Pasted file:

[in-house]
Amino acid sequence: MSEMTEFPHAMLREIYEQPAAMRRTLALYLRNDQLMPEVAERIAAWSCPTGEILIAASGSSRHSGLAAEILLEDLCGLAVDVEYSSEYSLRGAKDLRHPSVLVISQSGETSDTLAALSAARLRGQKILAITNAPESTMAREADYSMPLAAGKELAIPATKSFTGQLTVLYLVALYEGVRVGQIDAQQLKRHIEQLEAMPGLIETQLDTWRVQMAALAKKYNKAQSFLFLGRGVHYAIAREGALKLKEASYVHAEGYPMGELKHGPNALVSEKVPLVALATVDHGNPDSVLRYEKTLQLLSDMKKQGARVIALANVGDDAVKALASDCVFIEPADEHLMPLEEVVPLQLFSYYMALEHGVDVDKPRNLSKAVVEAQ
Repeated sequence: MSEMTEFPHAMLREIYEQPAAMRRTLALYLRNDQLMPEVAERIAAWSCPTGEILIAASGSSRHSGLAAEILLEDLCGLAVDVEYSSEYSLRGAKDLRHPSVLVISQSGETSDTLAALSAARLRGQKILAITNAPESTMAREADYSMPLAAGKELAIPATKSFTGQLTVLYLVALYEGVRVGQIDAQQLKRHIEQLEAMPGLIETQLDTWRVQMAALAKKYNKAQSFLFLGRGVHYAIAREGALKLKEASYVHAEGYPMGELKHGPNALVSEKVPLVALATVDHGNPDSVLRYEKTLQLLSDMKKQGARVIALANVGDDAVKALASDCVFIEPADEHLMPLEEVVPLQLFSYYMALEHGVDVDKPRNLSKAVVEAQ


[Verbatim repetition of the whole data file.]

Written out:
[in-house]
Amino acid sequence: MSEMTEFPHAMLREIYEQPAAMRRTLALYLRNDQLMPEVAERIAAWSCPTGEILIAASGSSRHSGLAAEILLEDLCGLAVDVEYSSEYSLRGAKDLRHPSVLVISQSGETSDTLAALSAARLRGQKILAITNAPESTMAREADYSMPLAAGKELAIPATKSFTGQLTVLYLVALYEGVRVGQIDAQQLKRHIEQLEAMPGLIETQLDTWRVQMAALAKKYNKAQSFLFLGRGVHYAIAREGALKLKEASYVHAEGYPMGELKHGPNALVSEKVPLVALATVDHGNPDSVLRYEKTLQLLSDMKKQGARVIALANVGDDAVKALASDCVFIEPADEHLMPLEEVVPLQLFSYYMALEHGVDVDKPRNLSKAVVEAQ
Repeated sequence: MSEMTEFPHAMLREIYEQPAAMRRTLALYLRNDQLMPEVAERIAAWSCPTGEILIAASGSSRHSGLAAEILLEDLCGLAVDVEYSSEYSLRGAKDLRHPSVLVISQSGETSDTLAALSAARLRGQKILAITNAPESTMAREADYSMPLAAGKELAIPATKSFTGQLTVLYLVALYEGVRVGQIDAQQLKRHIEQLEAMPGLIETQLDTWRVQMAALAKKYNKAQSFLFLGRGVHYAIAREGALKLKEASYVHAEGYPMGELKHGPNALVSEKVPLVALATVDHGNPDSVLRYEKTLQLLSDMKKQGARVIALANVGDDAVKALASDCVFIEPADEHLMPLEEVVPLQLFSYYMALEHGVDVDKPRNLSKAVVEAQ